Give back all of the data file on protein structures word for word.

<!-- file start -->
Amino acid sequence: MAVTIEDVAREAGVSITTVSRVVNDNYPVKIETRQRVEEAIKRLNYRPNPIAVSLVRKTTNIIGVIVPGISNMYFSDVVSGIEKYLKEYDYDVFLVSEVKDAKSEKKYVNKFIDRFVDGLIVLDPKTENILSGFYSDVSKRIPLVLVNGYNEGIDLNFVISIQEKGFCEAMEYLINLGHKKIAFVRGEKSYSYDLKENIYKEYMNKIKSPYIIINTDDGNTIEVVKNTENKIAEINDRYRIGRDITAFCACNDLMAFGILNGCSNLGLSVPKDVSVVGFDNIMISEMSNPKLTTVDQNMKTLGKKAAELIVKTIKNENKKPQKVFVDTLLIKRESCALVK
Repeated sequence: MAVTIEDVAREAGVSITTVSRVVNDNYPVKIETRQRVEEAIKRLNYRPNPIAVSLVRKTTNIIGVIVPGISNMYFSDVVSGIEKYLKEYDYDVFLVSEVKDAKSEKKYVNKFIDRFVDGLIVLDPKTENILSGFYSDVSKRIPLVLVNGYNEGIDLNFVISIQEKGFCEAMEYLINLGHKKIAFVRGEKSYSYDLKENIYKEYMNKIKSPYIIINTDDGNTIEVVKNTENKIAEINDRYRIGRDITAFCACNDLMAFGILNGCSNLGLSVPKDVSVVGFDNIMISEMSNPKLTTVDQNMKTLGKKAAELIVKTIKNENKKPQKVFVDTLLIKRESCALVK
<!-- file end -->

Amino acid sequence: MAVTIEDVAREAGVSITTVSRVVNDNYPVKIETRQRVEEAIKRLNYRPNPIAVSLVRKTTNIIGVIVPGISNMYFSDVVSGIEKYLKEYDYDVFLVSEVKDAKSEKKYVNKFIDRFVDGLIVLDPKTENILSGFYSDVSKRIPLVLVNGYNEGIDLNFVISIQEKGFCEAMEYLINLGHKKIAFVRGEKSYSYDLKENIYKEYMNKIKSPYIIINTDDGNTIEVVKNTENKIAEINDRYRIGRDITAFCACNDLMAFGILNGCSNLGLSVPKDVSVVGFDNIMISEMSNPKLTTVDQNMKTLGKKAAELIVKTIKNENKKPQKVFVDTLLIKRESCALVK
Repeated sequence: MAVTIEDVAREAGVSITTVSRVVNDNYPVKIETRQRVEEAIKRLNYRPNPIAVSLVRKTTNIIGVIVPGISNMYFSDVVSGIEKYLKEYDYDVFLVSEVKDAKSEKKYVNKFIDRFVDGLIVLDPKTENILSGFYSDVSKRIPLVLVNGYNEGIDLNFVISIQEKGFCEAMEYLINLGHKKIAFVRGEKSYSYDLKENIYKEYMNKIKSPYIIINTDDGNTIEVVKNTENKIAEINDRYRIGRDITAFCACNDLMAFGILNGCSNLGLSVPKDVSVVGFDNIMISEMSNPKLTTVDQNMKTLGKKAAELIVKTIKNENKKPQKVFVDTLLIKRESCALVK